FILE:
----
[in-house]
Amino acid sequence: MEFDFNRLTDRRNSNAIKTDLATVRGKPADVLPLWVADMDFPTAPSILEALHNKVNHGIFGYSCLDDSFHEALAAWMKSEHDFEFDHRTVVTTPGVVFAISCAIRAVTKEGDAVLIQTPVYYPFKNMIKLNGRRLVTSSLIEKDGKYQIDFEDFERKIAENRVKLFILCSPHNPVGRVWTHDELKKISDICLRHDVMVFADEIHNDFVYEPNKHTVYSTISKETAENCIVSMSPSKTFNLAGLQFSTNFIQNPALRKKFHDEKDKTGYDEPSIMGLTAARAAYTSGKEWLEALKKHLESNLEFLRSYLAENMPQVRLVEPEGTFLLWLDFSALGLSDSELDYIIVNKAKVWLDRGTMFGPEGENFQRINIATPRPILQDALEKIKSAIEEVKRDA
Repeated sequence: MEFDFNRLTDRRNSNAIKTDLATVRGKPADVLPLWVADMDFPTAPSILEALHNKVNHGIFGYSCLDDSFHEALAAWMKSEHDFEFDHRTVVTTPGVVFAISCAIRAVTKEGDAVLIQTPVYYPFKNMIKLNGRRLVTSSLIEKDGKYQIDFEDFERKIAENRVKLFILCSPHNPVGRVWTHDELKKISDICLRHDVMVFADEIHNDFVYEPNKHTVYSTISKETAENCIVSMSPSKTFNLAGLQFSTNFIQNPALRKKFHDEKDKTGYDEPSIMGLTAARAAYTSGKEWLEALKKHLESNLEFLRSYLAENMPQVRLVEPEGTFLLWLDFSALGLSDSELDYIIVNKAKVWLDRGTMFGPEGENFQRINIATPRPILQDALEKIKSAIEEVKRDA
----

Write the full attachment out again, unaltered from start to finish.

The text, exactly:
[in-house]
Amino acid sequence: MEFDFNRLTDRRNSNAIKTDLATVRGKPADVLPLWVADMDFPTAPSILEALHNKVNHGIFGYSCLDDSFHEALAAWMKSEHDFEFDHRTVVTTPGVVFAISCAIRAVTKEGDAVLIQTPVYYPFKNMIKLNGRRLVTSSLIEKDGKYQIDFEDFERKIAENRVKLFILCSPHNPVGRVWTHDELKKISDICLRHDVMVFADEIHNDFVYEPNKHTVYSTISKETAENCIVSMSPSKTFNLAGLQFSTNFIQNPALRKKFHDEKDKTGYDEPSIMGLTAARAAYTSGKEWLEALKKHLESNLEFLRSYLAENMPQVRLVEPEGTFLLWLDFSALGLSDSELDYIIVNKAKVWLDRGTMFGPEGENFQRINIATPRPILQDALEKIKSAIEEVKRDA
Repeated sequence: MEFDFNRLTDRRNSNAIKTDLATVRGKPADVLPLWVADMDFPTAPSILEALHNKVNHGIFGYSCLDDSFHEALAAWMKSEHDFEFDHRTVVTTPGVVFAISCAIRAVTKEGDAVLIQTPVYYPFKNMIKLNGRRLVTSSLIEKDGKYQIDFEDFERKIAENRVKLFILCSPHNPVGRVWTHDELKKISDICLRHDVMVFADEIHNDFVYEPNKHTVYSTISKETAENCIVSMSPSKTFNLAGLQFSTNFIQNPALRKKFHDEKDKTGYDEPSIMGLTAARAAYTSGKEWLEALKKHLESNLEFLRSYLAENMPQVRLVEPEGTFLLWLDFSALGLSDSELDYIIVNKAKVWLDRGTMFGPEGENFQRINIATPRPILQDALEKIKSAIEEVKRDA